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HP N40L Shared Storage with vSphere Storage Appliance (VSA)

Without a shared storage it is quite hard to deploy a reasonable test scenario. Within vSphere 5 VMware introduced the vSphere Storage Appliance (VSA). The VSA transforms the local storage from up to 3 servers into a mirrored shared storage. This sounds really great for a testing environment because it supports plenty VMware Features like vMotion, HA and DRS.

Prior to installation there are a few things to check because the VSA has very strict system requirements. As it is only a testing environment and I do not consider getting support, so the main goal is getting the VSA up and running. The server requirements are:

  • 6GB RAM
  • 2GHz CPU
  • 4 NICs
  • Identical configuration across all nodes
  • Clean ESXi 5.0 Installation

I deliberately ignored all the vendor/model or hardware raid controller requirements, as this are only soft-requirements. The HP Proliant N40L supports all above requirements, except the 2GHz CPU. But there is a little XML File which contains the host audit configuration the installer uses during the installation. I am going to tweak this file a little bit to get the installation done.

The environment I use for the installation contains 2 ESXi 5.0 hosts and a vCenter. The ESXi hosts are configured only with one IP address. No further changes are made and no VMs are running, as these are requirements. The following diagram shows the deployment.


VMware offers 3 packages to download and install the storage appliance. A combined Image including the vCenter and VSA (.iso or .zip) and a standalone installer. My vCenter is already up and running so I only need the vsamanager. The VSA download is included along with the vSphere Package.


The installation is pretty straight forward. Only the vCenters IP address and license key has to be filled in. After the installation has finished, start the vSphere Client. The VSA Manager is a Plugin which needs to be activated. To activate, go to Plugins -> Manage Plugins…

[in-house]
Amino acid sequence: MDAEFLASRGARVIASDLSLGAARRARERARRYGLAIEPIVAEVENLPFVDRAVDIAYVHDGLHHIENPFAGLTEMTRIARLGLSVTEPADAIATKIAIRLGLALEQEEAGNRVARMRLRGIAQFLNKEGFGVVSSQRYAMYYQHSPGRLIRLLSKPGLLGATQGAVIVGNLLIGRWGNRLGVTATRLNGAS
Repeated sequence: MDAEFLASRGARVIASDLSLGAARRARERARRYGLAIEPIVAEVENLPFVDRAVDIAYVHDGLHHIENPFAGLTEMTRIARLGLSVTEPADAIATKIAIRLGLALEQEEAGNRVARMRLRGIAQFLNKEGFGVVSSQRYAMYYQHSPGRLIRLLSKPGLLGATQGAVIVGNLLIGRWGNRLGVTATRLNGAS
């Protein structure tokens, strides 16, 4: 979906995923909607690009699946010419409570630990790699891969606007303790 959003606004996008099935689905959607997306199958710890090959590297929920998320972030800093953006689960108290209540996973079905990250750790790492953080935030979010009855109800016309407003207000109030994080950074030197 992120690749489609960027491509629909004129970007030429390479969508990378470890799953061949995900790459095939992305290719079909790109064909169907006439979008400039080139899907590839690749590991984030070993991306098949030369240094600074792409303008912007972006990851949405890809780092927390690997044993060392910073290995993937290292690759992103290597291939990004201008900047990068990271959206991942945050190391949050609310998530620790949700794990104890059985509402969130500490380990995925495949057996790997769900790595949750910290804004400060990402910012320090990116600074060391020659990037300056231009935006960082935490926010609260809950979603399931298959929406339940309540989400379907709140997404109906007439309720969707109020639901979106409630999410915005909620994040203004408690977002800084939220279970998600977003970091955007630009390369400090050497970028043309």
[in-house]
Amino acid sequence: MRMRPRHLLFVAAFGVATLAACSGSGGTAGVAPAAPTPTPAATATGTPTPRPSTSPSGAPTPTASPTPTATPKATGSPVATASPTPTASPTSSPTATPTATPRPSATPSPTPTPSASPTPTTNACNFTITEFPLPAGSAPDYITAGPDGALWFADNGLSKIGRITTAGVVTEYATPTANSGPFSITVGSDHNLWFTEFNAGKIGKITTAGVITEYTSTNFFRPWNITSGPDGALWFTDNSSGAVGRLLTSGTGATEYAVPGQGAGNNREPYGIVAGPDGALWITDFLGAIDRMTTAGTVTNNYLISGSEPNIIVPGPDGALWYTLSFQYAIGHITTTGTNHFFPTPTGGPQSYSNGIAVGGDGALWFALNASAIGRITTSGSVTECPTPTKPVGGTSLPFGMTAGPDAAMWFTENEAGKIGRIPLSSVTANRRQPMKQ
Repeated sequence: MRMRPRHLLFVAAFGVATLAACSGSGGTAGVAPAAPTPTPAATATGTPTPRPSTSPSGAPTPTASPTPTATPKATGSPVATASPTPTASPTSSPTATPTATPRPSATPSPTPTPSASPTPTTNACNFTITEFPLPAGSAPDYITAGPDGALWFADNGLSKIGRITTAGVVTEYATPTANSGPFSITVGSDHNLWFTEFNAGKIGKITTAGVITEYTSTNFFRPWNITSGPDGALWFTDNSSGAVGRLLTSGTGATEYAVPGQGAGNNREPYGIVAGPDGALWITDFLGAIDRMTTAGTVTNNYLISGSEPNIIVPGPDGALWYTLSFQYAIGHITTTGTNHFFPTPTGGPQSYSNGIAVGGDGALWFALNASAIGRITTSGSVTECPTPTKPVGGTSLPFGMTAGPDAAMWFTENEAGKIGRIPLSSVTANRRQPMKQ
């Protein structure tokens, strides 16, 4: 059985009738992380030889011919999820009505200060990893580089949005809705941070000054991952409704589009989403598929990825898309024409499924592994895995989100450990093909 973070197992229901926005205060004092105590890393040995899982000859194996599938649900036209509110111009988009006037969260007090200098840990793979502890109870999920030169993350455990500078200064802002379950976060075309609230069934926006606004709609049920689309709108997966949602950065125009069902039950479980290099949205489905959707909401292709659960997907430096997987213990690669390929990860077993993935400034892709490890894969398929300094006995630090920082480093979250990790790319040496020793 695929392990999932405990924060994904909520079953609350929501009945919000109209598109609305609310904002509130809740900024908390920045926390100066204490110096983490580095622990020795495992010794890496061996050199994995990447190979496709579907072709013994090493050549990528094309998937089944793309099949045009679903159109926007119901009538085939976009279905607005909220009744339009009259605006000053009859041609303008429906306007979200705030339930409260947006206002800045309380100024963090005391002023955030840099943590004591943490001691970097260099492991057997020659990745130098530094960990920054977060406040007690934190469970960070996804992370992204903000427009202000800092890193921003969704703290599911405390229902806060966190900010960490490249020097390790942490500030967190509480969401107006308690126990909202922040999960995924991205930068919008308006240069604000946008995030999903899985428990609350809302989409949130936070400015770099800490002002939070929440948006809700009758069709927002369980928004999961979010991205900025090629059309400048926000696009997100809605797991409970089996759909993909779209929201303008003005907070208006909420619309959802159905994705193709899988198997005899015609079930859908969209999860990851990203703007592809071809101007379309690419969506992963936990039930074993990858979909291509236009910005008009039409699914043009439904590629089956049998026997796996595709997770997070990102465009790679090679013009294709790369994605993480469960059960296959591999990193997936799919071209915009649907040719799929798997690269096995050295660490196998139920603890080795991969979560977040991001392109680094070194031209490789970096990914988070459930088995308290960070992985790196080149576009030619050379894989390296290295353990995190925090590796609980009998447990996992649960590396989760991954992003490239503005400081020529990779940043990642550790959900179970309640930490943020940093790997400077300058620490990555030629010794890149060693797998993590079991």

If successful, a new tab called “VSA Manager” appears at the datacenter level. As said earlier, because of the 2GHz limitation there is a little tweak to get the installation finished. If not applied, the installer stops during hardware audit: CPU speed is less than 2GHz


The installer uses a XML configuration file located at the vCenter Server:
C:\Program Files\VMware\Infrastructure\tomcat\webapps\VSAManager\WEB-INF\classes\hostauditconfig.xml

Open this file in Notepad and set the minCpuSpeedInGHz value to 1.


Reboot vCenter Server!

After the server has been rebootet VSA audit should succeed and the installation can be completed.


The following page is for the IP configuration. Here is an explanation of the IP addresses used:

VSA Management

  • VSA Cluster IP Address: Shared Management IP Address. This address is used by the vCenter
  • VSA Cluster Service IP address: Only available in a 2-node configuration


  • Management IP Address: IP address used for communication between the host and heartbeat
  • Datastore IP Address: NFS datastore address mapped to each VSA Appliance
  • vSphere Feature IP Address: ESXi vmk address for vMotion
  • Back-end IP Address: Used for replication and cluster communication

vsa-management_ip vsa-node_ip

Be aware that the management IP address, vCenter IP address and NFS address must share the same subnet.